EU POPs regulation: Reg (EC) 850/2004 aligns EU laws with the provisions of the international agreements on POPs, to a certain extent going further than the international POPs agreements, containing provisions regarding production, placing on the market and use of chemicals, management of stockpiles and wastes, and measures to reduce unintentional releases of POPs. EU member states must set up emission inventories for unintentionally produced POPs, national implementation plans (NIPs) and monitoring and information exchange mechanisms. DecaBDE and HBCD are brominated substances, not produced anymore by BSEF member companies, defined as POPs.

EU RoHS Directive: Dir (EC) 2002/95 (RoHS1) and Dir (EU) 2011/65 (RoHS2) on the Restriction of the use of certain Hazardous Substances in electrical and electronic equipment, restricts (with exceptions) the use of ten hazardous materials in the manufacture of various types of electronic and electrical equipment.

EU Industrial Emissions Directive (IED): Dir (EU) 2010/75 aims to lower the emissions of industrial production to the environment aims to lower emissions from industrial production (‘the polluter pays’) through an integrated approach based on Best Available Technology (BAT).  IED BREFs (Best Available Technology Reference documents) address BATs (best available technologies) and BEPs (Best environmental practice) for waste processing and use of BFR-containing products to produce energy or products. The BREF LPC (Large Combustion Plants) describes BAT/BEP for emissions of dioxins and furans from waste incineration facilities and Cement Kilns incinerating waste, with or without energy recuperation, and defines limit values for Mercury emissions and includes bromine technologies as a means to meet these reduced values.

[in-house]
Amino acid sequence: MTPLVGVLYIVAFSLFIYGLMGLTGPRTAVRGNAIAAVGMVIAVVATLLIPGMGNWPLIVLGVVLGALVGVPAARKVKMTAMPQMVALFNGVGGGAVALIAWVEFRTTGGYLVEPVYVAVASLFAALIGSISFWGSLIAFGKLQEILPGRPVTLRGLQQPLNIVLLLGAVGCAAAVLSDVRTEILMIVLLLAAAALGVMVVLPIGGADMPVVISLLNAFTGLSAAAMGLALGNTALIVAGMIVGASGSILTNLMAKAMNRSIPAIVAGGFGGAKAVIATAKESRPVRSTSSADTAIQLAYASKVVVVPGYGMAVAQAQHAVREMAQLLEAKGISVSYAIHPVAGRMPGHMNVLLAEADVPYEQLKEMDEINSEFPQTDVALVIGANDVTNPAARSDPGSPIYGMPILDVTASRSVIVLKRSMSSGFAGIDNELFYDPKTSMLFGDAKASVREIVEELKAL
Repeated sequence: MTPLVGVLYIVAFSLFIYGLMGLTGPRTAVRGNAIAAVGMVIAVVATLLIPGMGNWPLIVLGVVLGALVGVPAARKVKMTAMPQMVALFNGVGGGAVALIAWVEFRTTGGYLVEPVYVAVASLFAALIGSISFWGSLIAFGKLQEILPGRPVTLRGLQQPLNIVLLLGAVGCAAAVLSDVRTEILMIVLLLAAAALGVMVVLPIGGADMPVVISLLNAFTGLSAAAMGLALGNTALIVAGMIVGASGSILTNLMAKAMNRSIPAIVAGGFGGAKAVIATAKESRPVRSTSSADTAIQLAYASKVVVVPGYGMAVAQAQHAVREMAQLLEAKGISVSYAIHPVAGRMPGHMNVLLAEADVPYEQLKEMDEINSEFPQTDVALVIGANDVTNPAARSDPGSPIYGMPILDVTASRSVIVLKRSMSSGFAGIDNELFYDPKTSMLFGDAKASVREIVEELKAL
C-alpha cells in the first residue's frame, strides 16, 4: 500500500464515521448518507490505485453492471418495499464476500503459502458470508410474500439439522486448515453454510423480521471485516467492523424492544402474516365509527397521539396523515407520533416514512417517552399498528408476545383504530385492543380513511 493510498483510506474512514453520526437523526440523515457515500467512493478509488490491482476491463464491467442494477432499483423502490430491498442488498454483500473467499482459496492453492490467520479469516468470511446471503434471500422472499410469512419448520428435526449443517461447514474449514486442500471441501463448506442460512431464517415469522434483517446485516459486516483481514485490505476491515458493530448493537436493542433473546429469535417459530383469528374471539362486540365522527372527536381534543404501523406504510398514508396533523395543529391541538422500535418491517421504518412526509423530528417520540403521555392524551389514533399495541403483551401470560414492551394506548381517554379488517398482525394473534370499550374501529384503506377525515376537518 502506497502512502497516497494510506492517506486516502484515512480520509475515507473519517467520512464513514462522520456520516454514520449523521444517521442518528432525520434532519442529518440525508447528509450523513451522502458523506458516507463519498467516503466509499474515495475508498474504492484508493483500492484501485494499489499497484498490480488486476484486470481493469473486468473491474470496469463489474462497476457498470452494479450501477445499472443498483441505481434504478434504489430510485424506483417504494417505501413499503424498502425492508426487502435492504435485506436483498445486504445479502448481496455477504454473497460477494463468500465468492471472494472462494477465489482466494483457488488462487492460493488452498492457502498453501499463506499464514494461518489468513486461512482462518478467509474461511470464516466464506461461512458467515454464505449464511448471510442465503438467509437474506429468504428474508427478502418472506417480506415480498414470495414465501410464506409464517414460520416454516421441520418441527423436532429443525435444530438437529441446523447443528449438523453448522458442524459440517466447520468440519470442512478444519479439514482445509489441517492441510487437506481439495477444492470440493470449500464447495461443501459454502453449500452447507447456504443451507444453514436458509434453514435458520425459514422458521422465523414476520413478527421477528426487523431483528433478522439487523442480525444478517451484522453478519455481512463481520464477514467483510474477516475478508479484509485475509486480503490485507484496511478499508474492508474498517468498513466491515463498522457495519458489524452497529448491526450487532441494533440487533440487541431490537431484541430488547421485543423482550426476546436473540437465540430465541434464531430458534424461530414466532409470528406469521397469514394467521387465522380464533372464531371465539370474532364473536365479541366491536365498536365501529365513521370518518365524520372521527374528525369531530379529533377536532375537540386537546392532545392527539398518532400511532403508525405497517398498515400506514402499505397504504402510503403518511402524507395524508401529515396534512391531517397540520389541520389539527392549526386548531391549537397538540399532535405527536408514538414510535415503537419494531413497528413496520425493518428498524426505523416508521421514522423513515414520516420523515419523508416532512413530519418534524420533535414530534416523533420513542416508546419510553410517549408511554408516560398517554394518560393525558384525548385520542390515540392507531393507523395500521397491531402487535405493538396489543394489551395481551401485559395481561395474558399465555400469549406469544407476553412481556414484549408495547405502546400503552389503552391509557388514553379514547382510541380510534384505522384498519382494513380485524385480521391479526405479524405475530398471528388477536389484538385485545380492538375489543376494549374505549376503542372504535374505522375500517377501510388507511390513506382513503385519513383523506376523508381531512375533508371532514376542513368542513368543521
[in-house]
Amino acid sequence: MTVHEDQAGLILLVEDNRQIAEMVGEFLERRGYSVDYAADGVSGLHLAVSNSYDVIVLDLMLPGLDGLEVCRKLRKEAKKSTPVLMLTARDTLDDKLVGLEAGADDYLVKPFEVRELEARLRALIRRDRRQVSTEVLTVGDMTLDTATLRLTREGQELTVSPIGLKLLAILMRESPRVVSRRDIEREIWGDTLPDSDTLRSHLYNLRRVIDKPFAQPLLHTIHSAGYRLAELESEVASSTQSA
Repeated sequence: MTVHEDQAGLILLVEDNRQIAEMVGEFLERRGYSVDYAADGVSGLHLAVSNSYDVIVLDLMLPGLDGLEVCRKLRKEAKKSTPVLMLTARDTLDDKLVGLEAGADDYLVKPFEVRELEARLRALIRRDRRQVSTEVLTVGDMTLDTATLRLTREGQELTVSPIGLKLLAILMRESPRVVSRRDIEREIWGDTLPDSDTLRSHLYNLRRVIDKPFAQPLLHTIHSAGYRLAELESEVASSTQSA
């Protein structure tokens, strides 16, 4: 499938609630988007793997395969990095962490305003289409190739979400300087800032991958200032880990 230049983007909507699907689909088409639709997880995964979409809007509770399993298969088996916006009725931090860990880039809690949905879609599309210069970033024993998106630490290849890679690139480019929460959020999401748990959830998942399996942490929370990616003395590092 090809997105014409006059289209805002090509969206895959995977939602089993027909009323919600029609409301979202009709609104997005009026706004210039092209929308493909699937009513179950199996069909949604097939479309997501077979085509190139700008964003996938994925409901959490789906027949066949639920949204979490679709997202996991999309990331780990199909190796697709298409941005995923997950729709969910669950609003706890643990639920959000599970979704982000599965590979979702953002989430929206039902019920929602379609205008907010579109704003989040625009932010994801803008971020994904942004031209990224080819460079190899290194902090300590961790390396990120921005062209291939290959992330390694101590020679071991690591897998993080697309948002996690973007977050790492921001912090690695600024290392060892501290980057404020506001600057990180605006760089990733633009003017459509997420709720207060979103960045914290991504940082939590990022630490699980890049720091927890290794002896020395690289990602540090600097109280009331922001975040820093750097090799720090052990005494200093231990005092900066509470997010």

EU Waste Electrical and Electronic Equipment (WEEE) directive: Dir (EC) 2002/96 defines collection, recycling and recovery targets for electrical goods sets collection, recycling and recovery targets for all types of electrical goods, with a minimum rate of 4 kilograms per head of population per annum recovered for recycling by 2009. Electrical and electronic waste (WEEE) is the term used for waste from a huge spectrum of products using electricity. Each piece of equipment consists of many components such as circuit boards/assemblies, cables, plastics containing flame retardants, cathode ray tubes or liquid crystal displays, accumulators and batteries.

EU Safety and Health at Work directive: Dir (EEC) 89/391 guarantees minimum safety and health requirements throughout Europe while Member States are allowed to maintain or establish more stringent measures.

In addition to helping improve the performance and effectiveness of the EU regulatory programs, by being a respectable partner providing appreciated scientific info to public consultations, BSEF also supports initiatives that compliment these policies: examples are Product stewardship and Responsible Care®, Bromaid and VECAP

BSEF also supports standards (technical or organizational), incorporated in some regulations, being important management tools for chemicals. Examples are the EE standards EN 50625:2014 (‘Collection, logistics & Treatment requirements for WEEE’) and EN 62321:2014 (‘Determination of certain substances in electrotechnical products’).